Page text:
In the Interest of D.K., A.K., K.K., K.K., W.K., and Z.K. v. <<

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Court of Appeals of Texas,Beaumont.

In the Interest of D.K., A.K., K.K., K.K., W.K., and Z.K.

No. 09-04-002 CV.

Decided: October 28, 2004

Before McKEITHEN, C.J., BURGESS and GAULTNEY, JJ. Samantha Trahan, Amy Catherine Dinn, Latosha T. Lewis, Carol M. Nielsen, Gardere Wynne Sewell, Houston, for appellant. Richard G. Baker, Baker & Zbranek, Liberty, Ed Lieck, Anahuac, for appellees.


The foster parents for six children appeal in this suit affecting the parent-child relationship (“SAPCR”).   We hold that their participation in a termination suit filed by the Texas Department of Protective and Regulatory Services (“the Department”) was within the discretion of the trial court, and that the court acted within its discretion when it struck the intervention.   Accordingly, we affirm the judgment.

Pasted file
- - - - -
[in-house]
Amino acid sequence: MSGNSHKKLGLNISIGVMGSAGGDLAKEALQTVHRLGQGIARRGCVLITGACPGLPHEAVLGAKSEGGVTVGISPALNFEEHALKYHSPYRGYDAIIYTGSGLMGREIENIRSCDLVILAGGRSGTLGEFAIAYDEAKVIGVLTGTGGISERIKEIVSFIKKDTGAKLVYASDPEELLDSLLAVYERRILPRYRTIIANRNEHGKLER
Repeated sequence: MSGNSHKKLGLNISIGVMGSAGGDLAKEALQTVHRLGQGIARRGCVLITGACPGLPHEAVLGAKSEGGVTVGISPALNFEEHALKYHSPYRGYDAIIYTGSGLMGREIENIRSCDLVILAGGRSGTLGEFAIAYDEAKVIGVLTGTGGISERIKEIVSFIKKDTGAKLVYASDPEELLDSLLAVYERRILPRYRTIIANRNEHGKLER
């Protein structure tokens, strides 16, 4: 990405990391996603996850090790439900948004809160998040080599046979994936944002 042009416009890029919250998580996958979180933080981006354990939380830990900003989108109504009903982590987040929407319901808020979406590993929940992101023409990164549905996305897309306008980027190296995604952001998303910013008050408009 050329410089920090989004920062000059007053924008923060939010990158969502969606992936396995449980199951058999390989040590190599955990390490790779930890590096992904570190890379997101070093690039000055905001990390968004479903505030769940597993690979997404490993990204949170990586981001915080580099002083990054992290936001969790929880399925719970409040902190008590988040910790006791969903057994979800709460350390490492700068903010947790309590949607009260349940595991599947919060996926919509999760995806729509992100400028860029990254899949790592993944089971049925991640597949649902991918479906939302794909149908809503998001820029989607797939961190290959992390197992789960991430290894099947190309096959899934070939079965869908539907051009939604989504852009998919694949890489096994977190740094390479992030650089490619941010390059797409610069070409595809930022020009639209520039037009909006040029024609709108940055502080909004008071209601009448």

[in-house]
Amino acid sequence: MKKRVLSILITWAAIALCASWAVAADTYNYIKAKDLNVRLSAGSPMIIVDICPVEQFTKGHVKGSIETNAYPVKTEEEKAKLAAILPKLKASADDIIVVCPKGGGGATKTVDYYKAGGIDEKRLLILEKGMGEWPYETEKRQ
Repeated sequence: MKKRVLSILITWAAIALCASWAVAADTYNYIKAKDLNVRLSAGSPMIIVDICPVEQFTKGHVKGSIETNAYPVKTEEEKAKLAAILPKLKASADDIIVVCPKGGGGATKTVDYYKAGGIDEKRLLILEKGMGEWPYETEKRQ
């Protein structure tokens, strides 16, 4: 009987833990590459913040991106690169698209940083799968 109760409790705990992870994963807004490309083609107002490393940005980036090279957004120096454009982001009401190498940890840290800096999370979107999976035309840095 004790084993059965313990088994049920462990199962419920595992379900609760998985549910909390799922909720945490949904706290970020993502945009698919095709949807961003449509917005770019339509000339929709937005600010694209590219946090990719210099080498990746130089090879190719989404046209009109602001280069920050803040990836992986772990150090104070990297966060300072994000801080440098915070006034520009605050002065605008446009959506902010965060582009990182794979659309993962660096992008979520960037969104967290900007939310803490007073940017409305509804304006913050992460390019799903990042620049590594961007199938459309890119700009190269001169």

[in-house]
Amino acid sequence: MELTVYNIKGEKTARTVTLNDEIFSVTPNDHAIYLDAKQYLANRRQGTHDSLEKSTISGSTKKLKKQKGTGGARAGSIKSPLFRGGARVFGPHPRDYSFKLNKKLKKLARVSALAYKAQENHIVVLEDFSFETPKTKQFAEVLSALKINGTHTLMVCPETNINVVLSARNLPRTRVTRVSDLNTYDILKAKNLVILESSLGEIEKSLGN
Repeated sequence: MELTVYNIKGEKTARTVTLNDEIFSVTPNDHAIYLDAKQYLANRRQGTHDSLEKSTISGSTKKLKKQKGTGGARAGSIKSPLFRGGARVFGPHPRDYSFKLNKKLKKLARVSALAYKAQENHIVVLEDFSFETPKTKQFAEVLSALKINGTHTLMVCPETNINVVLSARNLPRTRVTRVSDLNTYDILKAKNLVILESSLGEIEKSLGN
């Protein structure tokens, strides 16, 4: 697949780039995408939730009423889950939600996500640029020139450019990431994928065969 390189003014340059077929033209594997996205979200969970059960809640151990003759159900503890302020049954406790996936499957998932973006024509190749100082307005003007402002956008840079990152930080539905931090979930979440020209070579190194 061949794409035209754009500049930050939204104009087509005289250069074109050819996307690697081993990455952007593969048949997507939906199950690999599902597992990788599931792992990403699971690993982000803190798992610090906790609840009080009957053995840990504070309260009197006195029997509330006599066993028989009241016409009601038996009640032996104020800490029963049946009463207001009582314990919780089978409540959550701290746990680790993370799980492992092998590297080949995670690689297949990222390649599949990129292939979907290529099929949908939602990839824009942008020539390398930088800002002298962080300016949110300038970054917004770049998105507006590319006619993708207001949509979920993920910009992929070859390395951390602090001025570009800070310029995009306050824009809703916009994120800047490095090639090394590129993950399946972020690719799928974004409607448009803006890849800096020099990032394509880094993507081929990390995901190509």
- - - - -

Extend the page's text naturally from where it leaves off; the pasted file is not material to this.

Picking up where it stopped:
In Cause No. 63,200, the Texas Department of Protective and Regulatory Services (“the Department”) originally filed suit seeking managing conservatorship of T.K., D.K., A.K., K.K., K.K., and W.K., and termination of the parental rights of Catherine Kegg and Kendall Kegg. An affidavit attached to the original petition described a severe beating and other physical abuse of the oldest child, thirteen-year-old T.K. The SAPCR concerning T.K. was later severed from the suit affecting the other children.   The termination suit proceeded with five children.   After the birth of Z.K., the Department petitioned to terminate the Keggs' parental rights as to Z.K. The appellants, Patsy Dewey, Regina Kirchner, Dana Janczak, and Angelia Garvin, filed a plea in intervention.   The Intervenors alleged that the oldest child, T.K., was primarily responsible for caring for five of his younger siblings, that the six youngest children had been in the Intervenors' care for over one year, that the parents had both been incarcerated for criminal offenses related to injury to a child, and the children were scheduled to be returned to Catherine Kegg. The Intervenors sought termination of the relationship between the parents and the children, and requested sole managing conservatorship of the children in their care.   After an evidentiary hearing, the trial court granted Kendall Kegg's motion to strike the intervention and the case proceeded to trial on the Department's pleadings.   The jury found conduct endangerment by both parents as to all of the children at issue, but found that termination would not be in the best interest of the children.   The trial court named Kendall Kegg as a possessory conservator and appointed the Department and Catherine Kegg joint managing conservators.